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Residents give advice to the president

November 07, 2012|By CALEB CALHOUN | caleb.calhoun@herald-mail.com

With President Obama re-elected Tuesday, the Republicans maintaining control of the House of Representatives, and the Democrats maintaining control of the Senate, Washington appears as if it will be as divided as it was before the elections.

Hagerstown resident William Jones said Obama should work to end the partisanship in the country over the next four years.

“As a former coach, I always emphasized that it’s not me, it’s we, and Republicans and Democrats have to work together for the sake of the country,” Jones, 67, said. “The other side’s got to work with him also.”

Jones said he used to be a teacher and a coach at Berkeley Springs (W.Va.) High School and is now retired.

Hagerstown resident Sandra Fox, 71, said that she would tell the president to focus more on helping out senior citizens such as herself.

“All they focused on in this campaign was jobs, but we’re past that stage,” she said. “They keep taking away from us. I’ve worked all my life.”

Clara Warner, 74, of Smithsburg, also said that Obama should focus more on senior citizens.

“My husband’s in a nursing home, so that’s extra expensive for me,” she said. “His whole social security check goes to that plus what we’ve saved all our life.”

Warner and Fox both said the levels of income for social security should be raised even more than they are.

According to various media exit polls, the economy was the top issue among voters Tuesday. Many area residents said that it is also what they would advise President Obama to focus on in his second term.

“We have a bunch of college kids that have trouble finding jobs, and millions of people are still unemployed,” Falling Waters, W.Va., resident Pierce Smith, 55, said. “He has to have another stimulus plan to help out with jobs and infrastructure.”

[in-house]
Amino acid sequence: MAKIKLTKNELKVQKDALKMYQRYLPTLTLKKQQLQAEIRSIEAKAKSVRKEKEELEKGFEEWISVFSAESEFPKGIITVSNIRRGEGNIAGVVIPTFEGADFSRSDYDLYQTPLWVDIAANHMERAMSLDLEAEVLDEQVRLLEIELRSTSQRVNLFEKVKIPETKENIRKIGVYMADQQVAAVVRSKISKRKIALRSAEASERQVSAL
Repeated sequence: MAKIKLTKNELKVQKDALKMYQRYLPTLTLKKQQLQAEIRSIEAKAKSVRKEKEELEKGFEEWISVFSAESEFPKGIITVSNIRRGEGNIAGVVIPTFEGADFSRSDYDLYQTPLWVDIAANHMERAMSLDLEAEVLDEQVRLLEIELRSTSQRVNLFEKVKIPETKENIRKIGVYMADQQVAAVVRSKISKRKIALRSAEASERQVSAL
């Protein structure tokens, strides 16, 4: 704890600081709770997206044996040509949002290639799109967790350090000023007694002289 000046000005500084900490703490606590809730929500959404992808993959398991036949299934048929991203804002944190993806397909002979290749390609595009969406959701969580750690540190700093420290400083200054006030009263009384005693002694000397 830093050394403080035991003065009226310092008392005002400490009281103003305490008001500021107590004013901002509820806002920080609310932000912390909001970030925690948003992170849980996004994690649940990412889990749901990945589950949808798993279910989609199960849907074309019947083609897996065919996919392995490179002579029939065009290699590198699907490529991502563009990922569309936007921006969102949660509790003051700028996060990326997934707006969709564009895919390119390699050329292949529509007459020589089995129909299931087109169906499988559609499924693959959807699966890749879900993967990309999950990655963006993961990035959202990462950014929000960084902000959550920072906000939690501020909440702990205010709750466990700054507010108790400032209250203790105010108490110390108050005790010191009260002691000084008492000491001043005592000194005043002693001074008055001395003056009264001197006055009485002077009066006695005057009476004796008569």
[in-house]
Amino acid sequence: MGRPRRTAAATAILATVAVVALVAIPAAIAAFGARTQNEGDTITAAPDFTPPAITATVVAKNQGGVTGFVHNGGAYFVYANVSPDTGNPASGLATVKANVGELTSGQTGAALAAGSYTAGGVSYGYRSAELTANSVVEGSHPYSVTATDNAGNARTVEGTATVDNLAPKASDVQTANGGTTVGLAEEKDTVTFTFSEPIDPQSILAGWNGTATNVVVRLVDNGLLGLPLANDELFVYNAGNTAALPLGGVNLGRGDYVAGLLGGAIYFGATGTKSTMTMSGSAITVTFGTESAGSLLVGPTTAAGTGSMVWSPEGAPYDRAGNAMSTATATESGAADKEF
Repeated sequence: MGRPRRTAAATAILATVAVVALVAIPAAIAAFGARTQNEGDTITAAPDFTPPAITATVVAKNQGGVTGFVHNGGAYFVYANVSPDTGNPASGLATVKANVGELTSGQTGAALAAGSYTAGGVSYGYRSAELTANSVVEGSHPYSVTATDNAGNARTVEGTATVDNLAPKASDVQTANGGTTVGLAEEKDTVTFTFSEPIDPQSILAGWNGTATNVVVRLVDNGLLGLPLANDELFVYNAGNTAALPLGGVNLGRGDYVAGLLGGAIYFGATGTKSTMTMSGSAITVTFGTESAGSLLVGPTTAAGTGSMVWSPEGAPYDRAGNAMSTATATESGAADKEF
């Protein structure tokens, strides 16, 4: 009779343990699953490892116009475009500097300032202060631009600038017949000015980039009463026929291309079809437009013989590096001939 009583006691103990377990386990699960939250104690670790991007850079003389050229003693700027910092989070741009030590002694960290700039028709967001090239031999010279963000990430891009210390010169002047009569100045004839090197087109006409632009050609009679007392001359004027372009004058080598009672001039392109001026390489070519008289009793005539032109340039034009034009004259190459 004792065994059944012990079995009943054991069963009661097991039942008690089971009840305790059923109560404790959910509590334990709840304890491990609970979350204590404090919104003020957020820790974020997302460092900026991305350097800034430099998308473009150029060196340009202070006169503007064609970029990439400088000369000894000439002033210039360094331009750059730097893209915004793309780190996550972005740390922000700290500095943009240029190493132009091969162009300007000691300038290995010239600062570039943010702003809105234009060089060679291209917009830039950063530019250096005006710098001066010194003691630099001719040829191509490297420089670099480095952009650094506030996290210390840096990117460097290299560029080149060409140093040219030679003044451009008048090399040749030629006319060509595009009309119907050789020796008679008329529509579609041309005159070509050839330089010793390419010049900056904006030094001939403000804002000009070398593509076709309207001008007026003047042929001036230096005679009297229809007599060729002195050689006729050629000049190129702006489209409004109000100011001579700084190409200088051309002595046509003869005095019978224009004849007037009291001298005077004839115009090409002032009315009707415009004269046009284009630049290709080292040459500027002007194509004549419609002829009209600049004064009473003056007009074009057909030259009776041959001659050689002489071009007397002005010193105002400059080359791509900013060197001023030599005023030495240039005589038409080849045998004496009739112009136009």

Sharon Steele, 56, also of Falling Waters, agreed that Obama should focus on the economy.

“I think the most important thing is getting everybody back on their feet,” she said. “Everybody needs to work together as Americans.”

In an issue related to the economy, other area residents talked about the spending going on at the federal level.

Hagerstown resident Jim Rickard, 50, said that Congress and Obama should focus on getting a balanced budget.

“With a balanced budget and the economy, one will help out the other, and we need to stop trading with China,” he said. “Instead of being out of the pockets of big business, Congress needs to realize who they are voted in by and work for the people. Dig up our old forefathers and bring them back.”

Waynesboro resident Bill Spigler, 65, agreed that Obama should focus on not spending more than the government takes in but was discouraged that would happen.

“He got voted in by the people who are going to expect to have things given to them from the centralized Federal Government,” he said. “He’ll have to print more money, and on the economy side that’s probably the worst thing you can do.”

According to the Congressional Budget Office, the national debt is now more than $18 trillion. The fiscal cliff, according to published reports, may be the first issue Obama has to face after being re-elected, with the Bush-era tax cuts set to expire at the end of the year.

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